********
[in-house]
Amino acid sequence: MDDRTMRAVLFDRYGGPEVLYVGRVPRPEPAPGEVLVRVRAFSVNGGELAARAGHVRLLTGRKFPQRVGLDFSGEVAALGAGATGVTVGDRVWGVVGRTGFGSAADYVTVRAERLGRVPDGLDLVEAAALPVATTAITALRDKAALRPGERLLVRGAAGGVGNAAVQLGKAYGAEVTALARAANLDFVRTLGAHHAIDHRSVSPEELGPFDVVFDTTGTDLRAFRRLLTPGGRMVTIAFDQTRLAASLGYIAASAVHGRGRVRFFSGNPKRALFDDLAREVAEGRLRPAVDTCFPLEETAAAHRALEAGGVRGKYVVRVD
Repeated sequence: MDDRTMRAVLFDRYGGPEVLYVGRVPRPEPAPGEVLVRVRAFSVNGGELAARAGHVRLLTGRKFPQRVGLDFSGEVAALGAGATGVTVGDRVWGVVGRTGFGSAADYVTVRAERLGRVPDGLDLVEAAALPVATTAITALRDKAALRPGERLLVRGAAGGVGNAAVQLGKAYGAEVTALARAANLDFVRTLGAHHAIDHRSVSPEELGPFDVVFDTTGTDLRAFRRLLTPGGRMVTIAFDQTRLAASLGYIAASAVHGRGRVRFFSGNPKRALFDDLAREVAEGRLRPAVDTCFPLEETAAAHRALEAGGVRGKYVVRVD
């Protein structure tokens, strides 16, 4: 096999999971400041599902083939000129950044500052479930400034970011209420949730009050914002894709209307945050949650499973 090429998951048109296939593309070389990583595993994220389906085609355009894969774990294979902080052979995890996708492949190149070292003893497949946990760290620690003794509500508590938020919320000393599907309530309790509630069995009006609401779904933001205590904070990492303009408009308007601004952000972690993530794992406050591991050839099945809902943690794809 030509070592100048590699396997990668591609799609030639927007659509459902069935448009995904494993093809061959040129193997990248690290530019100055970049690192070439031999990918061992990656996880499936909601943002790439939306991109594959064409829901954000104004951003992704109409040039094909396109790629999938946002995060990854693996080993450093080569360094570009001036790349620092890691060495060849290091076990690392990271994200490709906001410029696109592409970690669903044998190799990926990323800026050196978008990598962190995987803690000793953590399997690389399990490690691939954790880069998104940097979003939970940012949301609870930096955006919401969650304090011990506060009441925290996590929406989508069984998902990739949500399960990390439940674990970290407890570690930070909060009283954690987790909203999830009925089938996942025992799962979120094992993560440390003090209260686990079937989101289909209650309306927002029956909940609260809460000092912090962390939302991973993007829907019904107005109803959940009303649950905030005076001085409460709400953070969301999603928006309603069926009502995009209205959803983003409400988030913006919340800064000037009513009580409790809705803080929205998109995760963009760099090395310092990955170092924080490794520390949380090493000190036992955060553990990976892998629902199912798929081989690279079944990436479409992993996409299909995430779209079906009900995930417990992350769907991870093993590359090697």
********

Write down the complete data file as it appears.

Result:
[in-house]
Amino acid sequence: MDDRTMRAVLFDRYGGPEVLYVGRVPRPEPAPGEVLVRVRAFSVNGGELAARAGHVRLLTGRKFPQRVGLDFSGEVAALGAGATGVTVGDRVWGVVGRTGFGSAADYVTVRAERLGRVPDGLDLVEAAALPVATTAITALRDKAALRPGERLLVRGAAGGVGNAAVQLGKAYGAEVTALARAANLDFVRTLGAHHAIDHRSVSPEELGPFDVVFDTTGTDLRAFRRLLTPGGRMVTIAFDQTRLAASLGYIAASAVHGRGRVRFFSGNPKRALFDDLAREVAEGRLRPAVDTCFPLEETAAAHRALEAGGVRGKYVVRVD
Repeated sequence: MDDRTMRAVLFDRYGGPEVLYVGRVPRPEPAPGEVLVRVRAFSVNGGELAARAGHVRLLTGRKFPQRVGLDFSGEVAALGAGATGVTVGDRVWGVVGRTGFGSAADYVTVRAERLGRVPDGLDLVEAAALPVATTAITALRDKAALRPGERLLVRGAAGGVGNAAVQLGKAYGAEVTALARAANLDFVRTLGAHHAIDHRSVSPEELGPFDVVFDTTGTDLRAFRRLLTPGGRMVTIAFDQTRLAASLGYIAASAVHGRGRVRFFSGNPKRALFDDLAREVAEGRLRPAVDTCFPLEETAAAHRALEAGGVRGKYVVRVD
């Protein structure tokens, strides 16, 4: 096999999971400041599902083939000129950044500052479930400034970011209420949730009050914002894709209307945050949650499973 090429998951048109296939593309070389990583595993994220389906085609355009894969774990294979902080052979995890996708492949190149070292003893497949946990760290620690003794509500508590938020919320000393599907309530309790509630069995009006609401779904933001205590904070990492303009408009308007601004952000972690993530794992406050591991050839099945809902943690794809 030509070592100048590699396997990668591609799609030639927007659509459902069935448009995904494993093809061959040129193997990248690290530019100055970049690192070439031999990918061992990656996880499936909601943002790439939306991109594959064409829901954000104004951003992704109409040039094909396109790629999938946002995060990854693996080993450093080569360094570009001036790349620092890691060495060849290091076990690392990271994200490709906001410029696109592409970690669903044998190799990926990323800026050196978008990598962190995987803690000793953590399997690389399990490690691939954790880069998104940097979003939970940012949301609870930096955006919401969650304090011990506060009441925290996590929406989508069984998902990739949500399960990390439940674990970290407890570690930070909060009283954690987790909203999830009925089938996942025992799962979120094992993560440390003090209260686990079937989101289909209650309306927002029956909940609260809460000092912090962390939302991973993007829907019904107005109803959940009303649950905030005076001085409460709400953070969301999603928006309603069926009502995009209205959803983003409400988030913006919340800064000037009513009580409790809705803080929205998109995760963009760099090395310092990955170092924080490794520390949380090493000190036992955060553990990976892998629902199912798929081989690279079944990436479409992993996409299909995430779209079906009900995930417990992350769907991870093993590359090697």